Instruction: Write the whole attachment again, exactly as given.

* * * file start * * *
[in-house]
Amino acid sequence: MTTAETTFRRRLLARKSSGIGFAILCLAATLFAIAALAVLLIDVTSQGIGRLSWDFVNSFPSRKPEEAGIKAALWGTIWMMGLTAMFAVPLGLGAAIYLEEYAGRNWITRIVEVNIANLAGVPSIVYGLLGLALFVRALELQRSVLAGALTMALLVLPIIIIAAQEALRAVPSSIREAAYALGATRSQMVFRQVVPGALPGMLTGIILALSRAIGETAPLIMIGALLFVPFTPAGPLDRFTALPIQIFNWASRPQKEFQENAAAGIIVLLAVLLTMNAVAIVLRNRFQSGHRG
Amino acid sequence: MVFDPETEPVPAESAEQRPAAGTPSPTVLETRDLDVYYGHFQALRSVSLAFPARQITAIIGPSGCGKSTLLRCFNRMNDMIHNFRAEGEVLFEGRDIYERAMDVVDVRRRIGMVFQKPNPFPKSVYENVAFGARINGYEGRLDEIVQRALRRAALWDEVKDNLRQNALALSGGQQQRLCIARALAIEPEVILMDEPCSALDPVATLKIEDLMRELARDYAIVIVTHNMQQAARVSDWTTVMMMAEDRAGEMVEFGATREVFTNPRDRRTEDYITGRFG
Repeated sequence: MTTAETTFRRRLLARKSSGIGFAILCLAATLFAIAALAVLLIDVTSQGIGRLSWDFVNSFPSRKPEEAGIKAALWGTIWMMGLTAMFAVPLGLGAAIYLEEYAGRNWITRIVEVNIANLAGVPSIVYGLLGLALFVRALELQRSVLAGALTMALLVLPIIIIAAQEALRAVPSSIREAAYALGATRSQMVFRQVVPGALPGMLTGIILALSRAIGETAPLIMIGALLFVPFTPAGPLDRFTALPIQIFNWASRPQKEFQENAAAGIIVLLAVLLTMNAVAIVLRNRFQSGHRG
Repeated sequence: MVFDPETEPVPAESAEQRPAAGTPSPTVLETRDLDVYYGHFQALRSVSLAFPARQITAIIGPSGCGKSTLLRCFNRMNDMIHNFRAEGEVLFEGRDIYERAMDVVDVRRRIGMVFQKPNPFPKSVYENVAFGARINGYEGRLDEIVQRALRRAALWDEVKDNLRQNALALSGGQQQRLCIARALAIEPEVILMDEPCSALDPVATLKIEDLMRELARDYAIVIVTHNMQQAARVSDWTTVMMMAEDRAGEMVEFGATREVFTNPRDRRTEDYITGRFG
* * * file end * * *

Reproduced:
[in-house]
Amino acid sequence: MTTAETTFRRRLLARKSSGIGFAILCLAATLFAIAALAVLLIDVTSQGIGRLSWDFVNSFPSRKPEEAGIKAALWGTIWMMGLTAMFAVPLGLGAAIYLEEYAGRNWITRIVEVNIANLAGVPSIVYGLLGLALFVRALELQRSVLAGALTMALLVLPIIIIAAQEALRAVPSSIREAAYALGATRSQMVFRQVVPGALPGMLTGIILALSRAIGETAPLIMIGALLFVPFTPAGPLDRFTALPIQIFNWASRPQKEFQENAAAGIIVLLAVLLTMNAVAIVLRNRFQSGHRG
Amino acid sequence: MVFDPETEPVPAESAEQRPAAGTPSPTVLETRDLDVYYGHFQALRSVSLAFPARQITAIIGPSGCGKSTLLRCFNRMNDMIHNFRAEGEVLFEGRDIYERAMDVVDVRRRIGMVFQKPNPFPKSVYENVAFGARINGYEGRLDEIVQRALRRAALWDEVKDNLRQNALALSGGQQQRLCIARALAIEPEVILMDEPCSALDPVATLKIEDLMRELARDYAIVIVTHNMQQAARVSDWTTVMMMAEDRAGEMVEFGATREVFTNPRDRRTEDYITGRFG
Repeated sequence: MTTAETTFRRRLLARKSSGIGFAILCLAATLFAIAALAVLLIDVTSQGIGRLSWDFVNSFPSRKPEEAGIKAALWGTIWMMGLTAMFAVPLGLGAAIYLEEYAGRNWITRIVEVNIANLAGVPSIVYGLLGLALFVRALELQRSVLAGALTMALLVLPIIIIAAQEALRAVPSSIREAAYALGATRSQMVFRQVVPGALPGMLTGIILALSRAIGETAPLIMIGALLFVPFTPAGPLDRFTALPIQIFNWASRPQKEFQENAAAGIIVLLAVLLTMNAVAIVLRNRFQSGHRG
Repeated sequence: MVFDPETEPVPAESAEQRPAAGTPSPTVLETRDLDVYYGHFQALRSVSLAFPARQITAIIGPSGCGKSTLLRCFNRMNDMIHNFRAEGEVLFEGRDIYERAMDVVDVRRRIGMVFQKPNPFPKSVYENVAFGARINGYEGRLDEIVQRALRRAALWDEVKDNLRQNALALSGGQQQRLCIARALAIEPEVILMDEPCSALDPVATLKIEDLMRELARDYAIVIVTHNMQQAARVSDWTTVMMMAEDRAGEMVEFGATREVFTNPRDRRTEDYITGRFG